The Cauldron

The Cauldron
 

The Cauldron has a mythological based on the Celtic traditions, and another on popular beliefs. It has been associated with witches from the begining, as the place where the infamous potions were boiled. The symbology takes it both as a tool of transformation (elements enter it in one state and leave it in another) and as an image of the mother’s womb.

Celtic mythology tells us about the Goddess Cerridwen, who cooked in her cauldron the potion for wisdom for a year and a day, curiosly the same time one needs to serve as an acolite before being formally initiated. There are many mentions to the witches’ cauldron, and among the most famour we can name the one featured in a scene in Shakespeare’s Macbeth, when they make a potion as Macbeth decides his future as a traitor. Another legend taken from the Mabinogion tells us of a cauldron that has the virtue of bringing dead warriors back to life.

The cauldron we’re talking about here doesn’t need to be enourmous like we see in the movies. It’s still somewhat easy to find cooking pots very much like we need, even though they’re not the average nowadays. During rituals, depending on the size, we can either put it on the altar, or on the floor, to our left.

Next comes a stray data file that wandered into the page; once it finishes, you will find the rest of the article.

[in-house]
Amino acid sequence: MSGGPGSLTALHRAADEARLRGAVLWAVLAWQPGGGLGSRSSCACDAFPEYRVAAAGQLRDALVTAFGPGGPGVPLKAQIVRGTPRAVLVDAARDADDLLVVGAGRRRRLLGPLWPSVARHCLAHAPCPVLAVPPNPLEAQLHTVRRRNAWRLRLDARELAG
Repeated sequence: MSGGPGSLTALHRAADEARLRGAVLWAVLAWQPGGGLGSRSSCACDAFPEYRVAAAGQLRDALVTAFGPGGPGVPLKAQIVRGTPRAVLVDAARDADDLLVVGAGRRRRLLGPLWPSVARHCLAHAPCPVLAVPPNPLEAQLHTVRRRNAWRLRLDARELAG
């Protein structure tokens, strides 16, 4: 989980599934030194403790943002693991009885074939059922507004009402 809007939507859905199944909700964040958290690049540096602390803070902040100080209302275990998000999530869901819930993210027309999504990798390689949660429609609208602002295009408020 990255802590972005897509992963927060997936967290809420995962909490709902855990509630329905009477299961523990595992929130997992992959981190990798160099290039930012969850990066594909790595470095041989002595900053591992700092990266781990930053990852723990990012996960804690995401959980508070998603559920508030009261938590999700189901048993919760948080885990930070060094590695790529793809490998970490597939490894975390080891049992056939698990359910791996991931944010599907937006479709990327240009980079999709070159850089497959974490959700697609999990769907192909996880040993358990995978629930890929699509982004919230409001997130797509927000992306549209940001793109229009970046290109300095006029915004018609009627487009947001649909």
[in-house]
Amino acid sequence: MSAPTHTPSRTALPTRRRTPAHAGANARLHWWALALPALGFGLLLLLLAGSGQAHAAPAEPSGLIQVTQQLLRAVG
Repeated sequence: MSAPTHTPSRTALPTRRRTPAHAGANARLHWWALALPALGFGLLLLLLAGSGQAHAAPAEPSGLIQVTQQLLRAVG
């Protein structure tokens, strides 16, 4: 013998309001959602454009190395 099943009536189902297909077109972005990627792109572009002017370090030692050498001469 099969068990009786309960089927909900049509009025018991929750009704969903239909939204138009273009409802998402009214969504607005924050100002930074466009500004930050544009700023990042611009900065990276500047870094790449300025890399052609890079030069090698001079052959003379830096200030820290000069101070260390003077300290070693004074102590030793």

The uses of the cauldron varies. As representing the Primal Womb, is obviously feminin, belonging to the element of water. But as it’s solidly built, and usually isolated from the floor by three legs, we can use it, for instance, for every ritual that requires a small fire, or the burning of an element (paper or candles), without worries about security risks. It’ll be usefull in every case we need to symbolise a transformation or rebirth. Also, when full of water it can symbolise the element, though we’ll generally use the chalice. Another of it’s ritual uses can be as a place to discard every material used along the ritual, for instance matches or ashes, to keep them off the altar.

As with all tools, but with this in particular due to it’s possible uses, we must remember to scrupulously clean it after it’s use.

If necesary, it can be replaced by a small metal bowl if we need to burn something, or with the chalice if we just need it to contain water.